Earlier this year, the Division had its first trial in its ongoing real estate foreclosure auction bid rigging investigation. Three defendants, two real estate investors and an auctioneer, were indicted for bid rigging and mail fraud. The trial lasted four weeks. The auctioneer was acquitted. The other two defendants were acquitted of the fraud charges, but convicted of the Sherman Act violation. The jury also convicted one defendant, Andrew Katakis, of obstruction of justice. Katakis was charged with destroying electronic records (emails) related to the conspiracy. The trial judge, however, overturned the obstruction conviction for lack of evidence. [Read more…]
Mark Whitacre was the former Archer Daniels Midland (ADM) executive who blew the whistle on the international lysine price-fixing conspiracy of the early 1990’s. He is the highest ranking Fortune 500 executive to become an FBI whistleblower. Whitacre’s actions launched the age of international price-fixing prosecutions that dominate cartel enforcement to this day. Mr. Whitacre has written an essay, “When Good Leaders Lose Their Way,” 45 Loy. U. Chi. L.J. 525 (2014), that recounts how he became involved in the conspiracy; why he decided to confess to the FBI; his two year saga as an FBI uncover operative across the globe; his decision to embezzle $9.5 million from ADM (his “self-help” severance pay); his resulting ten-year prison sentence; and how he landed on his feet today as the COO of a biotech company with his family intact. Whitacre’s journey illustrates how a serious antitrust and ethics compliance program may have prevented a journey of misery for him and his company. [Read more…]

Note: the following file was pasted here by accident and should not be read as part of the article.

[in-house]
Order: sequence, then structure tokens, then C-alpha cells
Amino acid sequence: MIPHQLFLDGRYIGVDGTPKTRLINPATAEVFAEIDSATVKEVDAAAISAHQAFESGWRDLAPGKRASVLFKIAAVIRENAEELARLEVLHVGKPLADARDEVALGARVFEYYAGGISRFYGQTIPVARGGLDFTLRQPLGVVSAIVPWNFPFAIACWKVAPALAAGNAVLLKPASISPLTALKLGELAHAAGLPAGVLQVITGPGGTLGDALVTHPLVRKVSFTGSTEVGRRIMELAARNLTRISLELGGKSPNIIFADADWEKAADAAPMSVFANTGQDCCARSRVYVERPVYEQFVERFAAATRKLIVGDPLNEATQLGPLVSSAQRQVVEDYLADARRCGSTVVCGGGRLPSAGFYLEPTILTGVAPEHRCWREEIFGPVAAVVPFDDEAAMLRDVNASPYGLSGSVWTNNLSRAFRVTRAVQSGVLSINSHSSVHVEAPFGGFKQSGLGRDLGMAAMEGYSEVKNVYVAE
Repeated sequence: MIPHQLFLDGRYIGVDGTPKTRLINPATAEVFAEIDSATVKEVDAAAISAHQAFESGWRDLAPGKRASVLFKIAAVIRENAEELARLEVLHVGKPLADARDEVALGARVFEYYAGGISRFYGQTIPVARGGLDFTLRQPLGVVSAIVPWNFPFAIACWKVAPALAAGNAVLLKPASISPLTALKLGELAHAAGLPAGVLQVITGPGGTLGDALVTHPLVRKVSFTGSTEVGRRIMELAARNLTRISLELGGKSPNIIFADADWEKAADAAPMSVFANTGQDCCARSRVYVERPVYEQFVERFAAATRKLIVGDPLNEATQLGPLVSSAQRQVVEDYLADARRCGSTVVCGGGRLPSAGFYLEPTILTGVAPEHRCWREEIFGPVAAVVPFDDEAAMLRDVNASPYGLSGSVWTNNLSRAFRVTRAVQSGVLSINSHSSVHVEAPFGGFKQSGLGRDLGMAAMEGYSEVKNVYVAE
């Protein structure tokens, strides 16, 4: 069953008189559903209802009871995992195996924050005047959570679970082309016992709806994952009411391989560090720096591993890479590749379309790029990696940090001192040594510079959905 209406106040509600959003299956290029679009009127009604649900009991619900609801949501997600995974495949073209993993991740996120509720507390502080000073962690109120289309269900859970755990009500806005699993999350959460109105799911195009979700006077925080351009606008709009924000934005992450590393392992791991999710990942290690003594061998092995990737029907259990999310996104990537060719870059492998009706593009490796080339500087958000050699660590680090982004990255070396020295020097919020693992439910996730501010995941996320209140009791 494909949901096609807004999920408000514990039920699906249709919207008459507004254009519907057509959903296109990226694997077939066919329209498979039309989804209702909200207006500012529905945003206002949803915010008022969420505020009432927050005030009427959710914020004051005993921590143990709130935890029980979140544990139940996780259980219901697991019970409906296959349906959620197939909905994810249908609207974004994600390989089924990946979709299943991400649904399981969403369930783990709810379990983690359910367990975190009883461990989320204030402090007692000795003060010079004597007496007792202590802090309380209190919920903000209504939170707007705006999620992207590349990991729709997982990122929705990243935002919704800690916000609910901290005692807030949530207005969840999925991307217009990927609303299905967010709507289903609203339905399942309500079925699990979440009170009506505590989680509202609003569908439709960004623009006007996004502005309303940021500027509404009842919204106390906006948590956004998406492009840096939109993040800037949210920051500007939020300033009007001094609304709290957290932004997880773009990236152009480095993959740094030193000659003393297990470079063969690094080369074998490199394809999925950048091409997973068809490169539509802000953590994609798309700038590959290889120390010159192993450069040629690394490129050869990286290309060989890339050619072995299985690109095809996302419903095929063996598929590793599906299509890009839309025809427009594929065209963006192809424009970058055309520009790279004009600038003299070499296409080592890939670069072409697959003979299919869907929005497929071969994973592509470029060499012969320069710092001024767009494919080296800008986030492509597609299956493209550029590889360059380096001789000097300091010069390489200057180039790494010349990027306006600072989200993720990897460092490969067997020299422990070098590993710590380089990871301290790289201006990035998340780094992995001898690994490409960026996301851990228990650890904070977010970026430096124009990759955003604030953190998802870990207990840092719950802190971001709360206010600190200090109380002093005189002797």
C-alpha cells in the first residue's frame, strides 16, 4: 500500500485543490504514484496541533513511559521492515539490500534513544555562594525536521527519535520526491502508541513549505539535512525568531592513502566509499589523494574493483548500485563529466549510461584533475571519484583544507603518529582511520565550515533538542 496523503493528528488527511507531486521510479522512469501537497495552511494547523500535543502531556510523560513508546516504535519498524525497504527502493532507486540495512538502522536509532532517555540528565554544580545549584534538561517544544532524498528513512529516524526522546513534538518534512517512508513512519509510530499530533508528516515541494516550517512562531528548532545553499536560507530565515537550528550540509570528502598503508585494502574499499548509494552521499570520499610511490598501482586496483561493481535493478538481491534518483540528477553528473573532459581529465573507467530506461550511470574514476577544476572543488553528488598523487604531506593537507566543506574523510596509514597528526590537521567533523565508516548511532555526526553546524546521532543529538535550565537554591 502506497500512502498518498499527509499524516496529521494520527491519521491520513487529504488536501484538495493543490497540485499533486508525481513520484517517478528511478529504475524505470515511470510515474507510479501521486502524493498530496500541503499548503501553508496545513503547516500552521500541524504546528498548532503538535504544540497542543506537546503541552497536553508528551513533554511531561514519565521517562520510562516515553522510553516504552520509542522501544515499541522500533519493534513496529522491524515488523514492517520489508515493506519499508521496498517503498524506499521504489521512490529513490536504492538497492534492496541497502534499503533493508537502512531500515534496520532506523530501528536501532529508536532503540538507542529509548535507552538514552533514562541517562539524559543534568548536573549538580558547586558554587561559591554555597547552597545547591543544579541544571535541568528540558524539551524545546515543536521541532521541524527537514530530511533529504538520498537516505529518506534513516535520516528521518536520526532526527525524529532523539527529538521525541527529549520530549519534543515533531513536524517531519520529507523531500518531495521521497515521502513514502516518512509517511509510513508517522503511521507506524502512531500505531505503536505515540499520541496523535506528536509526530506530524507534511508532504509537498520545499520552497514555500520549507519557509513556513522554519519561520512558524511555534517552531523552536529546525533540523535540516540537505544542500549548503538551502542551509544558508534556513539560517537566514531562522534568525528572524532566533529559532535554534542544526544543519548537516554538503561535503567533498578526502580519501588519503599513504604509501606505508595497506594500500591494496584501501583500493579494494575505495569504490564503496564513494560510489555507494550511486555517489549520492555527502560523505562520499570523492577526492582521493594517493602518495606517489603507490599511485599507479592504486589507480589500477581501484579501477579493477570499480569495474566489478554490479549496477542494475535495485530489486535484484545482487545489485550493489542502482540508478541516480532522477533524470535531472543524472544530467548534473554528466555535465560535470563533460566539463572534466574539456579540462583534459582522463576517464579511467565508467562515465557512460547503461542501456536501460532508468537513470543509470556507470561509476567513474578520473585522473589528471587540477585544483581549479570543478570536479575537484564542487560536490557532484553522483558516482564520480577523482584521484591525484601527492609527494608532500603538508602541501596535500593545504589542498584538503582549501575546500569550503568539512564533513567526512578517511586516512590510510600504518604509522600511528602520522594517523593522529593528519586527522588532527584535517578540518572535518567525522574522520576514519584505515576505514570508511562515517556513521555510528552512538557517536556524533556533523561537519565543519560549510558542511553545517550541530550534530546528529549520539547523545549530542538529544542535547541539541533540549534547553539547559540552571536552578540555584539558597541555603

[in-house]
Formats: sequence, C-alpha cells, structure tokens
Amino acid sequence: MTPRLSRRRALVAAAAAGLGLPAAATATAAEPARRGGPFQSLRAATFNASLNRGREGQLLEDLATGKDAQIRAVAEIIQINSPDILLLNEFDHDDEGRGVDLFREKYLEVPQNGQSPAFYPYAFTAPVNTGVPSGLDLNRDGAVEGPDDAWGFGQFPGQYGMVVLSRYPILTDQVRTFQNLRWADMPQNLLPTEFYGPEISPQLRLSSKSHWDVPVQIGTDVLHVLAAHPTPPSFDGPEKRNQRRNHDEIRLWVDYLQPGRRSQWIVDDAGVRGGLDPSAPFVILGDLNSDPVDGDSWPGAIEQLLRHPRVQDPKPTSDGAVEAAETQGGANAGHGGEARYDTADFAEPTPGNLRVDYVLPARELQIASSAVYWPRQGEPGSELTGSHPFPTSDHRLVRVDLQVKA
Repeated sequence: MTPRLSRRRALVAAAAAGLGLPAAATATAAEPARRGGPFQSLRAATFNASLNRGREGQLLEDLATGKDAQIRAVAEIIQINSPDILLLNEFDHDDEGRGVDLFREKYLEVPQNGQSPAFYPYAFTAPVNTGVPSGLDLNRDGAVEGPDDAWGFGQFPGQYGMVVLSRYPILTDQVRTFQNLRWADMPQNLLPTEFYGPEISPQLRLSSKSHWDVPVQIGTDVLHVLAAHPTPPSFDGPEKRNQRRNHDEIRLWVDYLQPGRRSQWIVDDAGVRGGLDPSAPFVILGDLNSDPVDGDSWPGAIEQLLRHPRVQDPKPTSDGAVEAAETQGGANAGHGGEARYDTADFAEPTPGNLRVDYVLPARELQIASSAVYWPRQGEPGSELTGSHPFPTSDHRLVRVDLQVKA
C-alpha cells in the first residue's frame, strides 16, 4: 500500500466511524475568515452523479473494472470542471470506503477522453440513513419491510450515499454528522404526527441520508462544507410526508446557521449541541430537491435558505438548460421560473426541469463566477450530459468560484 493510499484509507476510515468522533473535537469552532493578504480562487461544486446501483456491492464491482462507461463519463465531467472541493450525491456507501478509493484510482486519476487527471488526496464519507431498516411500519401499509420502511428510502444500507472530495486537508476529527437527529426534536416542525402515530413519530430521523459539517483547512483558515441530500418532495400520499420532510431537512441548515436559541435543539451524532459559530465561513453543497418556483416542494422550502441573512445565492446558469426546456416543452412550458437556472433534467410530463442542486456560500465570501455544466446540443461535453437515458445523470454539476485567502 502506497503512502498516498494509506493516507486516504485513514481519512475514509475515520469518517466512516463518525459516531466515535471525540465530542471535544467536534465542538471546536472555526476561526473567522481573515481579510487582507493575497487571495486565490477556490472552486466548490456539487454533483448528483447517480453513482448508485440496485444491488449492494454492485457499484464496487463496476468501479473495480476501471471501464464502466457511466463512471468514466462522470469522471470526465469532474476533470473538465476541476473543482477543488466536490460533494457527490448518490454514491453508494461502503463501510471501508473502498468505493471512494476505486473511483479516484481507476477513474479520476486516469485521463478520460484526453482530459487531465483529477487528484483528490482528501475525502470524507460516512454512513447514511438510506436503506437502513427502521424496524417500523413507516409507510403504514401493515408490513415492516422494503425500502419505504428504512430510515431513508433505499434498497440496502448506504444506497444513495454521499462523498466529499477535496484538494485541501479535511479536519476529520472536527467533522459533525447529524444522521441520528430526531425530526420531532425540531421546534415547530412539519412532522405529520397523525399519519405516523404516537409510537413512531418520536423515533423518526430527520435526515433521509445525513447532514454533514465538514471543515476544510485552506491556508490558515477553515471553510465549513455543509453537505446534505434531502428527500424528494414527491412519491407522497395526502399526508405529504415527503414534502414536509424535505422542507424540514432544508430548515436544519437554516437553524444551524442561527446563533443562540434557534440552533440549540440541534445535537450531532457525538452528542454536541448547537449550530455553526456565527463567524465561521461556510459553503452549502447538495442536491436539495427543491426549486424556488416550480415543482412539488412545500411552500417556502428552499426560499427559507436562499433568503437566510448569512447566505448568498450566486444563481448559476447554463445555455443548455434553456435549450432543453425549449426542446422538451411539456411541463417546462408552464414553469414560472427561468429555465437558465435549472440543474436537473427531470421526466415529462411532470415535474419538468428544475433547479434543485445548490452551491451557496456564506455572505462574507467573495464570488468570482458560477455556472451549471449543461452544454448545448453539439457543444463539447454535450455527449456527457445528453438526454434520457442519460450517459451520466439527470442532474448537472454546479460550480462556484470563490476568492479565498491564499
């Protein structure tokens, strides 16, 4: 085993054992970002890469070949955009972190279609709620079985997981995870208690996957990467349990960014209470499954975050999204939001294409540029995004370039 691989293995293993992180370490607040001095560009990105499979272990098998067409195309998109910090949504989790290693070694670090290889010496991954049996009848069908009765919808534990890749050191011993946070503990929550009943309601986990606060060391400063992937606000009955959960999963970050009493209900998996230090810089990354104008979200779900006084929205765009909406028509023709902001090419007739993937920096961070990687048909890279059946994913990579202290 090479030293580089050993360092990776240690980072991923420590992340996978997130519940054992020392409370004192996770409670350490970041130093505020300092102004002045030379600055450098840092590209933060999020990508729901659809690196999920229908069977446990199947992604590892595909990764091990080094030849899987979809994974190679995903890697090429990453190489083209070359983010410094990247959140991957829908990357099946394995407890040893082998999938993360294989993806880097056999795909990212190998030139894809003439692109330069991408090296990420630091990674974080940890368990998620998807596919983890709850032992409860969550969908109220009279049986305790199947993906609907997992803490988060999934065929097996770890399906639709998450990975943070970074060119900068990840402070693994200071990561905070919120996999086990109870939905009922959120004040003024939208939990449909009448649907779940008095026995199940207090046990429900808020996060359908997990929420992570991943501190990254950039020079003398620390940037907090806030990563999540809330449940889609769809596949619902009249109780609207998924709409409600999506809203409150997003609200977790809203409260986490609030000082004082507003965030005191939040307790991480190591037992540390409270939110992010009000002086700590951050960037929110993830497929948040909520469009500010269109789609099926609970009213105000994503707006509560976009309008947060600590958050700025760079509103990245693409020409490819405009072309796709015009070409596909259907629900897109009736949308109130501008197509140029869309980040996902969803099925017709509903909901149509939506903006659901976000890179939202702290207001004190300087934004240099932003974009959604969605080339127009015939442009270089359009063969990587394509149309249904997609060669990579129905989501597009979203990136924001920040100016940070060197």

In an earlier post, I explained why I think the antitrust sentencing guidelines for individuals are in need of serious reform (here). The main defect in the current guidelines is that the primary driver of an individuals’ sentence is the volume of commerce of the conspiracy. As discussed in the previous post, under this formulation, the President of a successful bid-rigging scheme is likely to be found less culpable than a salesperson in an international company who is directed by his boss to attend cartel meetings and report back. Also, there is very little difference in culpability under the guidelines between the CEO who initiates and commits his company to a cartel and one of his employees who he directs to go to meetings or talk to a competitor. Both are tagged with the same volume of commerce (if their temporal participation in the cartel was the same).